Understanding how funding decisions are made can improve your chances of BRIC fundingJuly 5, 2022
By Cam Davis – Vice President, GEI
As a municipal manager, you’ve got an important job: You oversee a portfolio of vital assets that are at risk from extreme weather. Whether your assets—roads, telecommunication lines, first responder services, for example—remain viable during a disaster—is something you need to worry about. Shoring up these kinds of assets before a calamity is exactly the kind of work that can be eligible for the Federal Emergency Management Agency’s (FEMA’s) Building Resilient Infrastructure and Communities (BRIC) program funding.
Understanding how projects are funded can help you move beyond eligibility toward a successful funding application. You can think of how to improve your chances of funding in these basic steps.
Step 1(a): BRIC can fund planning projects. Identify your “lifelines” (critical infrastructure that keeps your community connected in the face of disasters) and understand what you need to do to make your infrastructure more resilient. Do you have a critical asset – a “lifeline” like a medical facility, emergency command center, road, or other infrastructure that is important to keep your community going in the face of a disaster? If so, understand what it takes to keep that asset connected and operational (resilient), even when extreme weather or other challenges strike. Help is available to conduct an asset inventory or risk assessment to understand what assets need to be protected. And how.
Step 1(b): If you don’t think you need planning funds—you already know what needs to be done and have a shovel-ready project—you might be ready to seek funding for engineering, designing, and building (construction). The majority of BRIC funding to date, has supported this type of work. Securing these types of funds may improve your infrastructure’s resilience to disasters.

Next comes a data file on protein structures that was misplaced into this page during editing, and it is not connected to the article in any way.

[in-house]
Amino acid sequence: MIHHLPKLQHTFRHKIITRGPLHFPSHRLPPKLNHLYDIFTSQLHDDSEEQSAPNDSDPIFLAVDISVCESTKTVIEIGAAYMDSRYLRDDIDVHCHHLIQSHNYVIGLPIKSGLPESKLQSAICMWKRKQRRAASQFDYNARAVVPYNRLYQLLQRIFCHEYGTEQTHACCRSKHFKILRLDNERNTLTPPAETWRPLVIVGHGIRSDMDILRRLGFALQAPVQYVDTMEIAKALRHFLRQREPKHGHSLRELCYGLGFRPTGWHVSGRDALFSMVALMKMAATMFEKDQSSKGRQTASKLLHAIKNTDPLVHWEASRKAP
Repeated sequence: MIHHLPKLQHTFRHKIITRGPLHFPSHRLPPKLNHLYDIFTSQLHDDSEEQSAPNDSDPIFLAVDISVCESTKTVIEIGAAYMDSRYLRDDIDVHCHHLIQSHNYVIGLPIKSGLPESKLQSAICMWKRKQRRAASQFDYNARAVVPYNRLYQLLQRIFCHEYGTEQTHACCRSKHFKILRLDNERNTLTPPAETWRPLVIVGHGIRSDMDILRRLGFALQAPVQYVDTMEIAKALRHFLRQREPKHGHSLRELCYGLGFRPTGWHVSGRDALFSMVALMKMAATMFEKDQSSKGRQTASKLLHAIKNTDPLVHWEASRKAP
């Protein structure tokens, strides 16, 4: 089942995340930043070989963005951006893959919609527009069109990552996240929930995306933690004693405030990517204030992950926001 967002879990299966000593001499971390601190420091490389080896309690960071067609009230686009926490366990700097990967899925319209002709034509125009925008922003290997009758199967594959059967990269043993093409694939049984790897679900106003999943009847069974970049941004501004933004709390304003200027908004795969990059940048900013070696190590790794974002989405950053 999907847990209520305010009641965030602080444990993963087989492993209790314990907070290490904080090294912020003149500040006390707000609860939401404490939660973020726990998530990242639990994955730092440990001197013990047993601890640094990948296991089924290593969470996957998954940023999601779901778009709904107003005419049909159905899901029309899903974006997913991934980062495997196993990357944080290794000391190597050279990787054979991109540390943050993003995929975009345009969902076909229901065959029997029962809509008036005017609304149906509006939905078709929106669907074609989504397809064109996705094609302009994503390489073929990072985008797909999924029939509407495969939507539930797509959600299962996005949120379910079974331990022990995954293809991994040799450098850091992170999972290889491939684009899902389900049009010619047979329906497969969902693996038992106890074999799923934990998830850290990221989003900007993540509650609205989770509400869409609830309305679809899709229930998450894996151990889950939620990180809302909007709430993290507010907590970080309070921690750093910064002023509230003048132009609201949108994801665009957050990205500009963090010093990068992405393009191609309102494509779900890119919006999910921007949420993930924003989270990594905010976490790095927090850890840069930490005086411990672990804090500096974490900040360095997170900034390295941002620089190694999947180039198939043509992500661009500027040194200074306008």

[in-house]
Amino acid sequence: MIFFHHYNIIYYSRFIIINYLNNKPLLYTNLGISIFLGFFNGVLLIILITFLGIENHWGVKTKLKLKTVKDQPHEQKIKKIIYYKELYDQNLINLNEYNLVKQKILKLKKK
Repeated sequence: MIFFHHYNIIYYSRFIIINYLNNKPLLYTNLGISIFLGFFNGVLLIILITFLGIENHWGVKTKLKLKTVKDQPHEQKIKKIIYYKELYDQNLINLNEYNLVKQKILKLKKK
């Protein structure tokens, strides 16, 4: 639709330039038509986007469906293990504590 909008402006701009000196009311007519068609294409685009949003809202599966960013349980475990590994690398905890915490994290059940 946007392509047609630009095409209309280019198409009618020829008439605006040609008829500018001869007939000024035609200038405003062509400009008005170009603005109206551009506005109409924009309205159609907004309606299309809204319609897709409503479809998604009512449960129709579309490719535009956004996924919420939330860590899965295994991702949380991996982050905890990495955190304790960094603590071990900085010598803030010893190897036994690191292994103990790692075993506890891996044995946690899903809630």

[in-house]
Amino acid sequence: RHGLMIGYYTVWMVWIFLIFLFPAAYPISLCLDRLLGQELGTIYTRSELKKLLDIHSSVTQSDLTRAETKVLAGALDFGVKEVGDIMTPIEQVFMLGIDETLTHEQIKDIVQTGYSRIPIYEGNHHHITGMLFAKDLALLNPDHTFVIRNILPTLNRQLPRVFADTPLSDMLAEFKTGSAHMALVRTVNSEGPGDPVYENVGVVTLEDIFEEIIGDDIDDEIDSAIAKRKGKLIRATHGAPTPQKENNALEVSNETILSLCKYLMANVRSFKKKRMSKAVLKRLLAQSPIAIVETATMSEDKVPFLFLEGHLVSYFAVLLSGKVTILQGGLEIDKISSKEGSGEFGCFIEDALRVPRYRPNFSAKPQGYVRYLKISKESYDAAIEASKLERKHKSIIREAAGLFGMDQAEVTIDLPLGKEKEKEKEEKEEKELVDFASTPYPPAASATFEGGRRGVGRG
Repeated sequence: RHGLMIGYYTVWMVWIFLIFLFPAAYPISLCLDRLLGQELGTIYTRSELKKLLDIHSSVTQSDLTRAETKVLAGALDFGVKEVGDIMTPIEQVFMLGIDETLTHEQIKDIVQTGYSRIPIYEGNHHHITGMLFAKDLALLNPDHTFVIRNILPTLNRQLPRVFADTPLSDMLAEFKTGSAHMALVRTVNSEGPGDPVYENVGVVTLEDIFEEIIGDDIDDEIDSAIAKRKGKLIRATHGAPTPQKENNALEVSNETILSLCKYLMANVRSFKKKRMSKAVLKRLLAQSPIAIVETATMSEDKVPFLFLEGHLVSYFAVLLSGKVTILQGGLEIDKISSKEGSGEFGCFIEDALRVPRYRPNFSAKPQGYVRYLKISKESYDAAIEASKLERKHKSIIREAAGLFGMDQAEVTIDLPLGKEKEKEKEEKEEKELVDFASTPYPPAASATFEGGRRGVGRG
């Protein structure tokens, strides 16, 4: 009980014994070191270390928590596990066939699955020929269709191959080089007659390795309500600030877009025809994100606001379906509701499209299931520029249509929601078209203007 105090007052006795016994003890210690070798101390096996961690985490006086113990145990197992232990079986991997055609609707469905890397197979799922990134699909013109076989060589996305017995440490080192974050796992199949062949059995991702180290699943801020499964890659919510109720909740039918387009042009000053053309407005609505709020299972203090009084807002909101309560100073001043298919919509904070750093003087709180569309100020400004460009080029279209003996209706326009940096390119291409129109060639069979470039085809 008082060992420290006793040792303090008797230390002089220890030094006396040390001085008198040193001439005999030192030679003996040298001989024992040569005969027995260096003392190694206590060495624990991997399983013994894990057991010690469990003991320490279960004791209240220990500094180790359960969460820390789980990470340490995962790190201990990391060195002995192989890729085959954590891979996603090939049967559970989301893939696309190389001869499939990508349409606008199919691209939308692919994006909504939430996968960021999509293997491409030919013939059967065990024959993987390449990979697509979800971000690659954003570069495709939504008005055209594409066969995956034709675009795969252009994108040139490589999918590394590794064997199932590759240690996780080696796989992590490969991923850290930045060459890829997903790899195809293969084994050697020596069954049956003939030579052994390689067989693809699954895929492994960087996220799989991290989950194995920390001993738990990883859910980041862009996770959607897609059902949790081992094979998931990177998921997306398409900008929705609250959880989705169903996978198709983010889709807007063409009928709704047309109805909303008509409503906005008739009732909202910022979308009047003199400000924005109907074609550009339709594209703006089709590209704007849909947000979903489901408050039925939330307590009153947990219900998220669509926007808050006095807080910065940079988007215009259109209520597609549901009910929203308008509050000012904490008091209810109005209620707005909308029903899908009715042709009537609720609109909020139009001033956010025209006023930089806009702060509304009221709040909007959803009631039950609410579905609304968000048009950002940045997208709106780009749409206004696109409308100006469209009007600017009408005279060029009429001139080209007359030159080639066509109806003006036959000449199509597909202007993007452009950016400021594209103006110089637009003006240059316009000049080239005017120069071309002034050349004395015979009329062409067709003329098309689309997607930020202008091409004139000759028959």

Step 2: Once you’ve identified your asset(s) and think you need either planning funds or construction funds, contact your state hazard mitigation officer (SHMO). For a directory of SHMOs, click here. Don’t be shy. The SHMO’s job is to take your call or email. They get paid to be responsive to you. Ask your SHMO whether they think your project can qualify for funding under the state BRIC allotment. You’ll want to first see if your project is included in a local/state hazard mitigation plan and consider submitting a letter of interest. If your project will qualify for funding through the state, ask how he or she would prefer that you submit the project for consideration. If your state’s SHMO does not believe your project will fit into a state application for BRIC funds, ask for his or her opinion about what they think is needed to improve the project’s chances under the “national competition.”
Step 3: Get help to prepare your project for submission. If your project is a good candidate for the state’s BRIC allotment, your SHMO should be able to help for a simple project, and you may need additional help from a successful grant writer for a more complex or larger project. If not, submitting under the national competition means getting an application together. You’ll want help on this from folks who know what they’re doing. And this takes time. Whether applying for state or federal funds, GEI can help. As a general rule, make sure you set aside enough time to work through your application (see separate post about “When”). In getting help, you’ll also want to do a dry run of the BRIC points system to see how your project will stack up. You can get a sense of BRIC’s technical and qualitative scoring criteria for applications here. Get help to navigate through and sharpen your proposal process to improve your project’s chances of funding.
That’ll be the subject when we talk about when in my next dispatch. Feel free to get in touch before then, though.
Revisit my previous blog posts on exploring resiliency and the BRIC program, what BRIC funds can be used for, and how you can get ahead of the BRIC timeline.